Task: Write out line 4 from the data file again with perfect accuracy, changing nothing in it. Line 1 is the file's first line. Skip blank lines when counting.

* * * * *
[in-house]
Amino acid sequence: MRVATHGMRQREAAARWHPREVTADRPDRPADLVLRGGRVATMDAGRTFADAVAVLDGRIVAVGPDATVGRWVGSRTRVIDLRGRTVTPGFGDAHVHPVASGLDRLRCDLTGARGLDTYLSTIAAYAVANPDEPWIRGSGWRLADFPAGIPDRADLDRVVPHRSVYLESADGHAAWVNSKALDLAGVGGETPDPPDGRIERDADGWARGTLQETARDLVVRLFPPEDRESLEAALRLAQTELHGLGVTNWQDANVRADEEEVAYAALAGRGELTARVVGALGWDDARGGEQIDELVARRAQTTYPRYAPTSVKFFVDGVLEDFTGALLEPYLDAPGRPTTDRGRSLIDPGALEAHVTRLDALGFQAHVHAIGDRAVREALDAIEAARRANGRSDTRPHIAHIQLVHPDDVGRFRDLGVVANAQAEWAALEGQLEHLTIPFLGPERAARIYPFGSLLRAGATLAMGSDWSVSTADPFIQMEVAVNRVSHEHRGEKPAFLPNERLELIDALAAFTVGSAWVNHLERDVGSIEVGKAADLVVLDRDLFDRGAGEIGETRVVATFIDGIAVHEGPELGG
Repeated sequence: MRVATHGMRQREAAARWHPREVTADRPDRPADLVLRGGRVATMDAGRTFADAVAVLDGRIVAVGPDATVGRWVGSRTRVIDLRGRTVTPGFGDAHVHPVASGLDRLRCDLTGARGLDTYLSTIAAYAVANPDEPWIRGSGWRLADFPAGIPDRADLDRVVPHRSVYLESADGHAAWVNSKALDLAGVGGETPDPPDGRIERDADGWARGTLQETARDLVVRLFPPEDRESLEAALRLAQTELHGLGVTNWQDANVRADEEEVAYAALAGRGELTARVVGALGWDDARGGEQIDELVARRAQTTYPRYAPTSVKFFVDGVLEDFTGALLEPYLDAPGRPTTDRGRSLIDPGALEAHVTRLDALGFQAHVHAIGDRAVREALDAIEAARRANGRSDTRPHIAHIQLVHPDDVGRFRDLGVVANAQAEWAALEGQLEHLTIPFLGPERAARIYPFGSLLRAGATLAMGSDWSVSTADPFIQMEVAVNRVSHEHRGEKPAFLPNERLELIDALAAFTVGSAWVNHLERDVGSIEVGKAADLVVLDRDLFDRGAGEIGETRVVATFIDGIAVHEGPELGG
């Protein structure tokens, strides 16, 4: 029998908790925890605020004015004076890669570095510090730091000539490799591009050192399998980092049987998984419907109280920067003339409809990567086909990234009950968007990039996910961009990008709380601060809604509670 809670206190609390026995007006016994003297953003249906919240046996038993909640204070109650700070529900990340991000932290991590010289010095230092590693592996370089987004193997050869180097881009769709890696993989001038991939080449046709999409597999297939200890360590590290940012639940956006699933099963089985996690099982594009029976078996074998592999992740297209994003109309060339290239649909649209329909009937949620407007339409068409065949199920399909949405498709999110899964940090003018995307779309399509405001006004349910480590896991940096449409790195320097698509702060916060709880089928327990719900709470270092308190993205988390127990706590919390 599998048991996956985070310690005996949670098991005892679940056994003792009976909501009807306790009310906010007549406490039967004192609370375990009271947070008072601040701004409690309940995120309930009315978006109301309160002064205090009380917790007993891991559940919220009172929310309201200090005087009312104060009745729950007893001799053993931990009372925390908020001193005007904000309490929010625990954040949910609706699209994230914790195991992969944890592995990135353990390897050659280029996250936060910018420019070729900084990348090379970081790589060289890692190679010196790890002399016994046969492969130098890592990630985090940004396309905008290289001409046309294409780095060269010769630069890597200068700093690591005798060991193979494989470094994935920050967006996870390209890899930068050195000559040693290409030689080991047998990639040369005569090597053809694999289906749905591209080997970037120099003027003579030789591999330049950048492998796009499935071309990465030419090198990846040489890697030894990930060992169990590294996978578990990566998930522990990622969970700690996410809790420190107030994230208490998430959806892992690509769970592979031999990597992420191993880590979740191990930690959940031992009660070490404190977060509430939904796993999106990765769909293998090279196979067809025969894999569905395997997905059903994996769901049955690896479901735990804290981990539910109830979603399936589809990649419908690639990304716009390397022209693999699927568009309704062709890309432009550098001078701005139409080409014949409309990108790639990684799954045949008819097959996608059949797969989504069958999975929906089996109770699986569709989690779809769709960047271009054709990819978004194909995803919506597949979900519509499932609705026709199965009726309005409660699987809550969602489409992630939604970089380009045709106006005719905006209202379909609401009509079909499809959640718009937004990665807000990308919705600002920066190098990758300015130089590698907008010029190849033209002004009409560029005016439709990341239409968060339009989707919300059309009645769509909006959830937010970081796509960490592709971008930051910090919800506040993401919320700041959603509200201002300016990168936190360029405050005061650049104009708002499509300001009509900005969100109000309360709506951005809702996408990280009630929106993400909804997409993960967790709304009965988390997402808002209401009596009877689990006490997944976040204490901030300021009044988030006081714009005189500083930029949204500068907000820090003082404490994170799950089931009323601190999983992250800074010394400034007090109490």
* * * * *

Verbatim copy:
């Protein structure tokens, strides 16, 4: 029998908790925890605020004015004076890669570095510090730091000539490799591009050192399998980092049987998984419907109280920067003339409809990567086909990234009950968007990039996910961009990008709380601060809604509670 809670206190609390026995007006016994003297953003249906919240046996038993909640204070109650700070529900990340991000932290991590010289010095230092590693592996370089987004193997050869180097881009769709890696993989001038991939080449046709999409597999297939200890360590590290940012639940956006699933099963089985996690099982594009029976078996074998592999992740297209994003109309060339290239649909649209329909009937949620407007339409068409065949199920399909949405498709999110899964940090003018995307779309399509405001006004349910480590896991940096449409790195320097698509702060916060709880089928327990719900709470270092308190993205988390127990706590919390 599998048991996956985070310690005996949670098991005892679940056994003792009976909501009807306790009310906010007549406490039967004192609370375990009271947070008072601040701004409690309940995120309930009315978006109301309160002064205090009380917790007993891991559940919220009172929310309201200090005087009312104060009745729950007893001799053993931990009372925390908020001193005007904000309490929010625990954040949910609706699209994230914790195991992969944890592995990135353990390897050659280029996250936060910018420019070729900084990348090379970081790589060289890692190679010196790890002399016994046969492969130098890592990630985090940004396309905008290289001409046309294409780095060269010769630069890597200068700093690591005798060991193979494989470094994935920050967006996870390209890899930068050195000559040693290409030689080991047998990639040369005569090597053809694999289906749905591209080997970037120099003027003579030789591999330049950048492998796009499935071309990465030419090198990846040489890697030894990930060992169990590294996978578990990566998930522990990622969970700690996410809790420190107030994230208490998430959806892992690509769970592979031999990597992420191993880590979740191990930690959940031992009660070490404190977060509430939904796993999106990765769909293998090279196979067809025969894999569905395997997905059903994996769901049955690896479901735990804290981990539910109830979603399936589809990649419908690639990304716009390397022209693999699927568009309704062709890309432009550098001078701005139409080409014949409309990108790639990684799954045949008819097959996608059949797969989504069958999975929906089996109770699986569709989690779809769709960047271009054709990819978004194909995803919506597949979900519509499932609705026709199965009726309005409660699987809550969602489409992630939604970089380009045709106006005719905006209202379909609401009509079909499809959640718009937004990665807000990308919705600002920066190098990758300015130089590698907008010029190849033209002004009409560029005016439709990341239409968060339009989707919300059309009645769509909006959830937010970081796509960490592709971008930051910090919800506040993401919320700041959603509200201002300016990168936190360029405050005061650049104009708002499509300001009509900005969100109000309360709506951005809702996408990280009630929106993400909804997409993960967790709304009965988390997402808002209401009596009877689990006490997944976040204490901030300021009044988030006081714009005189500083930029949204500068907000820090003082404490994170799950089931009323601190999983992250800074010394400034007090109490």